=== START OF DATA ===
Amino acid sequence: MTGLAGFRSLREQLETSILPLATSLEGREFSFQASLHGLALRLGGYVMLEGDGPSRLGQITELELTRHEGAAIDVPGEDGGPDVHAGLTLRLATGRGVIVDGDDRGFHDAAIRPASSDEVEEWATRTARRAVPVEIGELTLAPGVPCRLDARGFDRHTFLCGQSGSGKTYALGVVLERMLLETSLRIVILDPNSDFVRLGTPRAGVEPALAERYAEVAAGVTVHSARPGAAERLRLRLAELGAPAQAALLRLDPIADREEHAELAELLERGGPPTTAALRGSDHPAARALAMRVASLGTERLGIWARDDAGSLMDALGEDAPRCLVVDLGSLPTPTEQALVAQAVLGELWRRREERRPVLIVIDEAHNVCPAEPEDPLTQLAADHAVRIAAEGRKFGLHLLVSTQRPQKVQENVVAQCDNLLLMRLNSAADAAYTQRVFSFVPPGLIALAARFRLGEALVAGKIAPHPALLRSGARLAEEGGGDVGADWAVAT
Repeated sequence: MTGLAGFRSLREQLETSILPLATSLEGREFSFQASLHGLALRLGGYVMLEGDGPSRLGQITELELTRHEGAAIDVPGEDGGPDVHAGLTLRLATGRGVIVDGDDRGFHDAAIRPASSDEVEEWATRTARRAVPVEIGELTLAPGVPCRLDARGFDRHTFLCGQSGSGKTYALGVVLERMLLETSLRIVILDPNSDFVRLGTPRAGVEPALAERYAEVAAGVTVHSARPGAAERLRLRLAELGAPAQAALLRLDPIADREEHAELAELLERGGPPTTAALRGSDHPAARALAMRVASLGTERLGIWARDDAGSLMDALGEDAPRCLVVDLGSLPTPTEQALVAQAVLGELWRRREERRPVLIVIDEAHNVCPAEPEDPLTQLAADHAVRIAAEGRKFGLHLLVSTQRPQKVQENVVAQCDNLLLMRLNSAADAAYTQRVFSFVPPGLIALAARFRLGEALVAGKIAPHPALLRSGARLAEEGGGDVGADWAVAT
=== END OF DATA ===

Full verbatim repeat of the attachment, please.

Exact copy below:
Amino acid sequence: MTGLAGFRSLREQLETSILPLATSLEGREFSFQASLHGLALRLGGYVMLEGDGPSRLGQITELELTRHEGAAIDVPGEDGGPDVHAGLTLRLATGRGVIVDGDDRGFHDAAIRPASSDEVEEWATRTARRAVPVEIGELTLAPGVPCRLDARGFDRHTFLCGQSGSGKTYALGVVLERMLLETSLRIVILDPNSDFVRLGTPRAGVEPALAERYAEVAAGVTVHSARPGAAERLRLRLAELGAPAQAALLRLDPIADREEHAELAELLERGGPPTTAALRGSDHPAARALAMRVASLGTERLGIWARDDAGSLMDALGEDAPRCLVVDLGSLPTPTEQALVAQAVLGELWRRREERRPVLIVIDEAHNVCPAEPEDPLTQLAADHAVRIAAEGRKFGLHLLVSTQRPQKVQENVVAQCDNLLLMRLNSAADAAYTQRVFSFVPPGLIALAARFRLGEALVAGKIAPHPALLRSGARLAEEGGGDVGADWAVAT
Repeated sequence: MTGLAGFRSLREQLETSILPLATSLEGREFSFQASLHGLALRLGGYVMLEGDGPSRLGQITELELTRHEGAAIDVPGEDGGPDVHAGLTLRLATGRGVIVDGDDRGFHDAAIRPASSDEVEEWATRTARRAVPVEIGELTLAPGVPCRLDARGFDRHTFLCGQSGSGKTYALGVVLERMLLETSLRIVILDPNSDFVRLGTPRAGVEPALAERYAEVAAGVTVHSARPGAAERLRLRLAELGAPAQAALLRLDPIADREEHAELAELLERGGPPTTAALRGSDHPAARALAMRVASLGTERLGIWARDDAGSLMDALGEDAPRCLVVDLGSLPTPTEQALVAQAVLGELWRRREERRPVLIVIDEAHNVCPAEPEDPLTQLAADHAVRIAAEGRKFGLHLLVSTQRPQKVQENVVAQCDNLLLMRLNSAADAAYTQRVFSFVPPGLIALAARFRLGEALVAGKIAPHPALLRSGARLAEEGGGDVGADWAVAT